BlackFilm: You had special attendees and live performances at the Sundance premiere party including Bilal. How did you get such a stellar lineup of musicians to attend the festival?

Stanley Nelson: I think one of the things is that Miles was an influence on so many people. When you say that you’re doing a film on Miles Davis. His family is cooperating. Sony Music is cooperating. Wayne Shorter, Herbie Hancock, Ron Carter, Jimmie Cobb who played with Miles are cooperating. Mtume, Vince Wilburn and Mike Stern who played with him in the later years are in the film. All of those people. People realize that what we do is legitimate and it helps in convincing them to participate. 

BlackFilm: Your film “Boss: The Black Experience in Business” premiered last April. What are the attributes of an entrepreneur?

Stanley Nelson: I think its inventiveness and perseverance. Those two things are the attributes of entrepreneurs.  I think any of those two things and a certain optimism that it’s going to work out—that things are going to work out for you. I think those are the things that an entrepreneur brings to the table. 

BlackFilm: You showcase the history of entrepreneurs in the United States. How did you decide which stories to tell in the movie?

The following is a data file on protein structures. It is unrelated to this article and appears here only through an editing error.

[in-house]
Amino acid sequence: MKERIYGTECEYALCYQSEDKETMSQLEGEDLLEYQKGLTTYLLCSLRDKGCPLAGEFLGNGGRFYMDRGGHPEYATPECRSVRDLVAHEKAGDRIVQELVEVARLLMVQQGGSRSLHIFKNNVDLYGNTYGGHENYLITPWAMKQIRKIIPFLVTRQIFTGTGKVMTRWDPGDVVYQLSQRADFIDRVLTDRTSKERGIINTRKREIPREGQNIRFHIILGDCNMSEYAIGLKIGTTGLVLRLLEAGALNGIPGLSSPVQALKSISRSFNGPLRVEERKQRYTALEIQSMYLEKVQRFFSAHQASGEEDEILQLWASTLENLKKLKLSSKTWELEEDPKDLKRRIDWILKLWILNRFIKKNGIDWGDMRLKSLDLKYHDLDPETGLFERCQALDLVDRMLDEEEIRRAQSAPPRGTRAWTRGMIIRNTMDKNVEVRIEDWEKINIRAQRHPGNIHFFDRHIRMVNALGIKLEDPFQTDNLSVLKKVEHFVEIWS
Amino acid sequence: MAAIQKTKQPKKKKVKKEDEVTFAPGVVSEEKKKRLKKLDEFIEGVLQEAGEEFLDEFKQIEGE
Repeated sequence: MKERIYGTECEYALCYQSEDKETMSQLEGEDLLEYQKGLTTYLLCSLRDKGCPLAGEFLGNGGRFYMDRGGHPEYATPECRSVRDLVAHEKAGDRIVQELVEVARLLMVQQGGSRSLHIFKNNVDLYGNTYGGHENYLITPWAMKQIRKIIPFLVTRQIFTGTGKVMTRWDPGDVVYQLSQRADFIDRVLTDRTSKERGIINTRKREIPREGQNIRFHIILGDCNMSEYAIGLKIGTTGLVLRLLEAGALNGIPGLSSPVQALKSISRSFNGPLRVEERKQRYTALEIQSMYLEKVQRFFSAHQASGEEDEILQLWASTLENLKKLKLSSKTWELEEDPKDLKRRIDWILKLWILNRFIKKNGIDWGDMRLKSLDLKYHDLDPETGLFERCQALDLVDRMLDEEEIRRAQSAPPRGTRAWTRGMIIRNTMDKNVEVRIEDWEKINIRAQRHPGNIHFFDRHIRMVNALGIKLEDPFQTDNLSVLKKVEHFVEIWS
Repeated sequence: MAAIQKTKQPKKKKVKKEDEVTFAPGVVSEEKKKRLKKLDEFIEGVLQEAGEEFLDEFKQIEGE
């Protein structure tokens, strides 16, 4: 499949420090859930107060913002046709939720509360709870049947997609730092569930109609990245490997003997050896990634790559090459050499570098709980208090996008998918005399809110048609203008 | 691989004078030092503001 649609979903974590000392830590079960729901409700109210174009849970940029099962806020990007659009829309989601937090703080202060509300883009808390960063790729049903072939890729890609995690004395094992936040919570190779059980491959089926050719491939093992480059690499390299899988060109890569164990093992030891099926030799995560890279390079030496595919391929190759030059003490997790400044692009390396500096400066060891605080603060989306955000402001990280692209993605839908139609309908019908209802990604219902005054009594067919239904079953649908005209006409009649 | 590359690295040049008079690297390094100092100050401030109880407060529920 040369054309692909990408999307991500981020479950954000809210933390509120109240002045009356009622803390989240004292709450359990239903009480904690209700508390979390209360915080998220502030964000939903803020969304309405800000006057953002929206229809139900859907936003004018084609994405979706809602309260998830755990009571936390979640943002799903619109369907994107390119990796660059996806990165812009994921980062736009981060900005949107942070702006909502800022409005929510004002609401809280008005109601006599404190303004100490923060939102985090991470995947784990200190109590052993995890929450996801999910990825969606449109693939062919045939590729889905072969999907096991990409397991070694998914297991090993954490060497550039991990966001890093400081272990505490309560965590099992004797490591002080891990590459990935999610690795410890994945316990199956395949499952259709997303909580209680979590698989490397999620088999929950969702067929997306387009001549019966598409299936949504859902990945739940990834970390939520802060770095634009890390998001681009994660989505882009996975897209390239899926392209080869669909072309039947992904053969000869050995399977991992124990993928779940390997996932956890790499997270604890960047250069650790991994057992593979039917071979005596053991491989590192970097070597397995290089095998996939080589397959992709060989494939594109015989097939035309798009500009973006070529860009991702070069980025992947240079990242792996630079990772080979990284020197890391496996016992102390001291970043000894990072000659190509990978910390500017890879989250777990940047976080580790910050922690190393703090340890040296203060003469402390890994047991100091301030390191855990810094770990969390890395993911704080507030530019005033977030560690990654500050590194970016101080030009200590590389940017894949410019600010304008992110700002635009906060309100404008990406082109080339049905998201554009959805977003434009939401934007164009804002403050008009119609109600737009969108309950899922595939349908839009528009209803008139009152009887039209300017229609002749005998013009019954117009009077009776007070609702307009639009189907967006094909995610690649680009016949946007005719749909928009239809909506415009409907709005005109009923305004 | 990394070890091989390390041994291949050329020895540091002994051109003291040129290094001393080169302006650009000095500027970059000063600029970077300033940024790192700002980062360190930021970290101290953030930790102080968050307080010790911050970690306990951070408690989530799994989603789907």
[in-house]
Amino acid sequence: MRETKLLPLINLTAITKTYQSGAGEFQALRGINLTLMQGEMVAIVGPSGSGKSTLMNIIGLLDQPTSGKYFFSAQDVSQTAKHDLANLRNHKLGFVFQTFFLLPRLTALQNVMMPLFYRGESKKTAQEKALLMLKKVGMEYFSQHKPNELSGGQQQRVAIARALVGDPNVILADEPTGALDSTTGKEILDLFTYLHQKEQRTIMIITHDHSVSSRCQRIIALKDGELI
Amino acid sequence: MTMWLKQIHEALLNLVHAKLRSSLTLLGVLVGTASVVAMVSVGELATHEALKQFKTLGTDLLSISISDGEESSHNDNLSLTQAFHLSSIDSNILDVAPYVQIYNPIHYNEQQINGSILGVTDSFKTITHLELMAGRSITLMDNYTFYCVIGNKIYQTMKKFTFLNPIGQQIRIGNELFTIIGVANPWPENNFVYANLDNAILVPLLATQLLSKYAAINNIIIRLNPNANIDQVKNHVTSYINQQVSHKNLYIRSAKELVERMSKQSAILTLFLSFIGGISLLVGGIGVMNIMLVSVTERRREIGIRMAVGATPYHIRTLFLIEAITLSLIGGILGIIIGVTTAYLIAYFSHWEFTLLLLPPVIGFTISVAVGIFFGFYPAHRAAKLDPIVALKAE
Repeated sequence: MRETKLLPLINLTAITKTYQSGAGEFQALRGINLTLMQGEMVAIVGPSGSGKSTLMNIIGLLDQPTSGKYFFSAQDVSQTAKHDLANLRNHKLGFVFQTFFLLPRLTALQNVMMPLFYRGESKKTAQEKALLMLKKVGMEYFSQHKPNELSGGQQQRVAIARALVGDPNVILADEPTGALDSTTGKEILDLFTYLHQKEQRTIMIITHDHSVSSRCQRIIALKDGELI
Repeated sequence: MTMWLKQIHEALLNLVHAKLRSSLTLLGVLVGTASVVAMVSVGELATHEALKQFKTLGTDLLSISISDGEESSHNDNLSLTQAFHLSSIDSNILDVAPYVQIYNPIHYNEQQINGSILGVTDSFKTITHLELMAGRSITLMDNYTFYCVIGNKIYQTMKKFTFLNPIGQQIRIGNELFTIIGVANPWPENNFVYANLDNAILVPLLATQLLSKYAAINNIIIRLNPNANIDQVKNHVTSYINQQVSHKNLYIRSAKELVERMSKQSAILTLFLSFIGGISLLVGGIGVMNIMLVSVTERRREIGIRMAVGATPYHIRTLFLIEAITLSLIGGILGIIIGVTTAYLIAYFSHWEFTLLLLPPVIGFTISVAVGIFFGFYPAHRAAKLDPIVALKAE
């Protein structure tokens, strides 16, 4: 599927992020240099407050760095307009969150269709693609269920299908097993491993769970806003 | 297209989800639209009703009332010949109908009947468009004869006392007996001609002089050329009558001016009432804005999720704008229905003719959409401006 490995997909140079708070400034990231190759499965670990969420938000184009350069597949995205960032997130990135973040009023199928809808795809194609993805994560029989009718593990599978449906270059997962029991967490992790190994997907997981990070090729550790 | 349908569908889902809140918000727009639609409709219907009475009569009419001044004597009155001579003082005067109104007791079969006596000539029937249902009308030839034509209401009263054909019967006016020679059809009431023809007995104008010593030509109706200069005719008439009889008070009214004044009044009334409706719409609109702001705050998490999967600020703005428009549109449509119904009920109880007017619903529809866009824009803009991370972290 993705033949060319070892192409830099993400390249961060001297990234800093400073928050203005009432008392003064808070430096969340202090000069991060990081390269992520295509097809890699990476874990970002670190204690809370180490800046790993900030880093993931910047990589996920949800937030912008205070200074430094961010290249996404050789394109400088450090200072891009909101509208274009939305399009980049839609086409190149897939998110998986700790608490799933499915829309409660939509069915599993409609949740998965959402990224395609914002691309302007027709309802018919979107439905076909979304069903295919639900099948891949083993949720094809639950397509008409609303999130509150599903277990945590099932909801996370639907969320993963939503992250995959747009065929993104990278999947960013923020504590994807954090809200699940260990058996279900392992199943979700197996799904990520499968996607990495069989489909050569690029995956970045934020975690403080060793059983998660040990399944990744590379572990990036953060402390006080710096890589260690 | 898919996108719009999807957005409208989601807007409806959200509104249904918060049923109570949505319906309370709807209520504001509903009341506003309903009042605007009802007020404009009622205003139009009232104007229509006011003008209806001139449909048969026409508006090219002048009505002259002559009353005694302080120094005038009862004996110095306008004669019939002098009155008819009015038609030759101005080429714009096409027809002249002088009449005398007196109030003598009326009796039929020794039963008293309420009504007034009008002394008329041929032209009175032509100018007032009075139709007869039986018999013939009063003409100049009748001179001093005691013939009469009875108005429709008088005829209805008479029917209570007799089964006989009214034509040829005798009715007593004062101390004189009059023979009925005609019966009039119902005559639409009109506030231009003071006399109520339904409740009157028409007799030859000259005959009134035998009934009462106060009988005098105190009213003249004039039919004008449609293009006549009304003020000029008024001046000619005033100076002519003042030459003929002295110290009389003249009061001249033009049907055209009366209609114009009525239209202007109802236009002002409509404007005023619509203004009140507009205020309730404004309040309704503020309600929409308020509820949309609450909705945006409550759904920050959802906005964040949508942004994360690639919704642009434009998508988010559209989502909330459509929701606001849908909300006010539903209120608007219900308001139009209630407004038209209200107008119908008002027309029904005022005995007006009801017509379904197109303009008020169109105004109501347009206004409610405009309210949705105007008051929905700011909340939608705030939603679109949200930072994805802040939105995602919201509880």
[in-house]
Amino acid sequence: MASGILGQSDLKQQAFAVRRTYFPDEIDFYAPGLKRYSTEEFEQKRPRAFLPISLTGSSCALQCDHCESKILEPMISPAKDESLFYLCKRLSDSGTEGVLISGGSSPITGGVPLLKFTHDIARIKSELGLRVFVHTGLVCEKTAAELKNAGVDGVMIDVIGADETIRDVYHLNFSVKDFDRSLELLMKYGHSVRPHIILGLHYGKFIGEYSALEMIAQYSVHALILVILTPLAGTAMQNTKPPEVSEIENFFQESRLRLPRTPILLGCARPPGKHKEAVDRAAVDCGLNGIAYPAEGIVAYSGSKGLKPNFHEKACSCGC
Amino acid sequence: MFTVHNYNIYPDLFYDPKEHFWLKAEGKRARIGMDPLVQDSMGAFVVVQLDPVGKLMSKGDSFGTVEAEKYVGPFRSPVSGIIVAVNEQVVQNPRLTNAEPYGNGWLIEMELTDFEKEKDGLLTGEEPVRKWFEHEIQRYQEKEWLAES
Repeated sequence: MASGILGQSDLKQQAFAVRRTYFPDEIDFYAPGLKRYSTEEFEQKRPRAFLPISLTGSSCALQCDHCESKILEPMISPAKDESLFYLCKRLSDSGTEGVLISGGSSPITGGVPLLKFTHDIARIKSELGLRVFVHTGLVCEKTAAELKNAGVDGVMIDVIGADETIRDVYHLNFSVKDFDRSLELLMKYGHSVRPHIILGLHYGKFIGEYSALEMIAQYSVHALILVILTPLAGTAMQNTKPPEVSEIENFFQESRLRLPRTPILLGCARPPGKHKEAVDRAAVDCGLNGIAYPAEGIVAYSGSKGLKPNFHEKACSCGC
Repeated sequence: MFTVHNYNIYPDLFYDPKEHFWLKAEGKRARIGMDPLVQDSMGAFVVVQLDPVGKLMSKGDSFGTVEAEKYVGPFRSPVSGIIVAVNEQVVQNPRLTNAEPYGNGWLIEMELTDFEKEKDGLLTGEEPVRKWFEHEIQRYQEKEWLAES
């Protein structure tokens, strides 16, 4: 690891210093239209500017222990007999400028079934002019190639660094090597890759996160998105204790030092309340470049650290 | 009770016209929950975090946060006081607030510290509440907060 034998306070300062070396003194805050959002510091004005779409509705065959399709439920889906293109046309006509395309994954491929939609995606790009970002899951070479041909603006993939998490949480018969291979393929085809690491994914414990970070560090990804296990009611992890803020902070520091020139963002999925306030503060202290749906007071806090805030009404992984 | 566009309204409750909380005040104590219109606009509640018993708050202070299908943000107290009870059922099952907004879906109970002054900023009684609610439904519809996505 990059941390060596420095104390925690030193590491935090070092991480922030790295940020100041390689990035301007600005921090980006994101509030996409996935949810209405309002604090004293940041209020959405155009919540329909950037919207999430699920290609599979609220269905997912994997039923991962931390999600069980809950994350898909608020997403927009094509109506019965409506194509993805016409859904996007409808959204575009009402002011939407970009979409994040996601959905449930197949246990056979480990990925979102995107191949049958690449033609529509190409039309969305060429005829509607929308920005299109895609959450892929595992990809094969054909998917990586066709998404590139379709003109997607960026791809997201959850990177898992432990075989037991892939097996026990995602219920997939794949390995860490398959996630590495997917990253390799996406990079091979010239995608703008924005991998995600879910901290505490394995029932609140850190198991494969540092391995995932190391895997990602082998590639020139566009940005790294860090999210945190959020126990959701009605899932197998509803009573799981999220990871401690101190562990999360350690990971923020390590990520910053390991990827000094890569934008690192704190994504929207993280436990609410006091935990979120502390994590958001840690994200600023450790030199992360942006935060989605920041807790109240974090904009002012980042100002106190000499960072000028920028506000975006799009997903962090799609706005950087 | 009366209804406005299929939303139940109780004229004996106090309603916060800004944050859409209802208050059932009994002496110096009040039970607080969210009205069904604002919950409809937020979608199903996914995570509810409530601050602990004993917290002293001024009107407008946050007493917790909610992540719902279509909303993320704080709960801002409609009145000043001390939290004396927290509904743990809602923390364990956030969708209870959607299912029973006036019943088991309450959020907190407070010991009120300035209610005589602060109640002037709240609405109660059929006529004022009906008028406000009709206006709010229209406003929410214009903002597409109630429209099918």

Stanley Nelson: One of the things that was a difficult choice was which entrepreneurs and which businesses do you profile? One of the things that we chose to do was to think about different industries—and focus on different industries. So that we cover the beauty industry ranging from Annie Malone and Madame Walker products up to today we talk about Rich Dennis and his businesses. We talk about the beginnings of African-Americans in publishing up to today. We talk about Cathy Hughes and radio as kind of the new publishing. We chose to focus on different areas of business and we’re looking for good stories. Obviously, you can’t cover everything; there were some things that were left out. But we tried to give an idea of the long intricate and involved history of African-Americans in business. 

BlackFilm: What are some of the challenges that African-Americans faced in business in the past, that are still applicable to them being successful in business today?

Stanley Nelson: I think access to capital is difficult. It’s always been difficult for African-American business people. Racism, the racism in business and you have racism in this country. You have to fight through that to be successful. I think those things are still in existence as they were a hundred years ago. Maybe in a different way or not as much. But they are part of what African-American entrepreneurs and business people have to fight through.

BlackFilm: You also showcase Robert F. Smith. Can you talk more about his journey and the successes that he was able to achieve in his career?